Kale - we finally have a good growth of kale and chard - these crops like the heat even though they grow in cooler weather, too.

Some shares get broccoli this week. These are the first early pickings of a sprouting type. There should be much more to come through the season. The early cauliflower has not done well -

Chinese cabbage heads are small, but tender. Make an oriental salad or add to regular salad or saute.

Garlic scapes are in everyones' shares this week. They are the seed heads of garlic and need to be clipped off in order to get larger bulbs. They can be chopped and added to anything like regular cloves of garlic. Here's what one food geek has to say about them:

The farmers’ markets and the CSA shares in this area are brimming with garlic scapes. Judging by the comments I heard at the market this morning, not everyone knows what they are or what to do with them. Tonight for dinner I’ll annoint them with some olive oil and grill them just like I do asparagus. They can be chopped thick or thin and added to salads and stir-fries.
My favorite thing to do with them is to make garlic scape pesto. It is super easy to make and refrigerates well for several weeks in a well sealed jar. I also plan on popping some into the freezer to top off my winter soups. I use this pesto on brushetta, pasta, eggs, foccacia, and just about anything I grill like shrimp, salmon, chicken. It’s also fabulous added to mayonnaise and smeared on a big roast beef sandwich.
Now I’m hungry!!!
Garlic scape pesto
1 pound garlic scapes
1 cup grated parmesan cheese
Olive oil (about 1/2 to 1 cup)
Pine nuts if available
Chop the garlic scapes into 3 inch lengths. Put it int he food processor and process until pureed. Add the parmesan and pine nuts and process until smooth. Slowly add the olive oil as the food processor runs and continue until all the oil is combined into the garlic. Store in an air-tight jar in the refrigerator.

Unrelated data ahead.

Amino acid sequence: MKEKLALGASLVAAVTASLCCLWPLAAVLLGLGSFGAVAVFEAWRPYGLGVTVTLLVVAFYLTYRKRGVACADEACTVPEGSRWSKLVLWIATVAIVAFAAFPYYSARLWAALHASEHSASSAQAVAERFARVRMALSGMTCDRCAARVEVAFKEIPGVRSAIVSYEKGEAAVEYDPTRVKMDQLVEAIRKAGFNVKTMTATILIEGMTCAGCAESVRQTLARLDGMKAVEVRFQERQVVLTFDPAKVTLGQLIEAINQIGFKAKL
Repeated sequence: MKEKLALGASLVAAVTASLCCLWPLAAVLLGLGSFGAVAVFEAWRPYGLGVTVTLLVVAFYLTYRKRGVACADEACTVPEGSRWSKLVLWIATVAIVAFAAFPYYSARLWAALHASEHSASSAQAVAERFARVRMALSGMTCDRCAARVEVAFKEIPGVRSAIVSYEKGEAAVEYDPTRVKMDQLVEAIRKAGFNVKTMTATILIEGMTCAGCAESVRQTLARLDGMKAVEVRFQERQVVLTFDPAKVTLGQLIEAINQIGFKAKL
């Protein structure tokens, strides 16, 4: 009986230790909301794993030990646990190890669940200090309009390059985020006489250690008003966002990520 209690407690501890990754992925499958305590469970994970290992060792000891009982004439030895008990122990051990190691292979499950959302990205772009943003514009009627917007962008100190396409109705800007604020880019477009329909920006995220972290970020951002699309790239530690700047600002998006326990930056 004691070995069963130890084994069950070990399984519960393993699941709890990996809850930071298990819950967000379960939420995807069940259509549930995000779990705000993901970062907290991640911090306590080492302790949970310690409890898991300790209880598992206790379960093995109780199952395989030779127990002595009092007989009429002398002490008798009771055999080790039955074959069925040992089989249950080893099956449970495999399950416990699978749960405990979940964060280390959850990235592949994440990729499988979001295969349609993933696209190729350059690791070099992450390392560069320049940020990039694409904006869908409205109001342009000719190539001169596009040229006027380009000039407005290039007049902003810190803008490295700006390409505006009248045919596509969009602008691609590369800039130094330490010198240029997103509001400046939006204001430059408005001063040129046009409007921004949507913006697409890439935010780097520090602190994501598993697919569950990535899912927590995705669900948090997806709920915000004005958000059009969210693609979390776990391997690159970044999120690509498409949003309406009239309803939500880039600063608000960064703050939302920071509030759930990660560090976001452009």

Saturday, June 20, 2009

Farm work the past few days

We've been too busy to write much! Most of the large all-season gardens have been mulched with rye straw. We have the irrigation system working at the Putney Farm (east of us on Loop Rd). The walk-in cooler is all built, painted, and working. Now we have plenty of cold storage space! We have weeded a lot everywhere, with hoes, tillers and by hand. We have planted all the brassica seeds (broccoli, cauliflower, cabbages), more salad mix, more beans including Masai, a filet gourmet bean, transplanted more lettuce heads (Bibb, Anuenue and Romaine). The rutabagas are seeded in cells in the greenhouse. It's an awful lot to keep track of.

We are eating the first peas and squashes - you all will get some soon. This heat FINALLY is really making things grow fast now.

We sent more steers to the USDA butcher and are into the pasture rotation for everyone else. The cows are in with the bulls now for breeding.

Baby chicks arrive on June 30th and we are still looking for feeder pigs for sale.

Wednesday, June 17, 2009

NO VEGGIES July 2nd, and 6th-7th!

A lot of you are on vacation over the Fourth of July Holiday, and we are going to the Rothbury Festival! Whoohoo! We'll send veggies on those days to the Farmers Market there, and will also sell beef and prepared salads. Last year Bill put up hay the whole time I was gone, and I was too tired to go to much of the music. We'll see how it works this year.

We will try to get you all some veggies that store ok in the weeks before then - Carrots and Beets for example.

Monday, June 15, 2009

Eggs are on sale this week!

$2 per dozen.  We have an abundance.  Please let us know if you want some delivered to Earthly Kneads on Tuesday, and please help yourself to eggs in the refrigerator at the Farm.

We had to buy 10-20 dozen eggs per week last year to keep up with demand so we got more hens.  And now we have too many eggs!

Our broody hen who hatched 11 eggs got killed by an owl, we suspect.  Her carcass was in the chicken yard yesterday morning.  7 of her babies are also missing.  Very sad.  Luckily the 4 remaining chicks are feathered out and doing ok.  

Friday, June 12, 2009

Meet Your New Farmer: Hungry Corporate Giant

Today's quote from the New York Times on the documentary: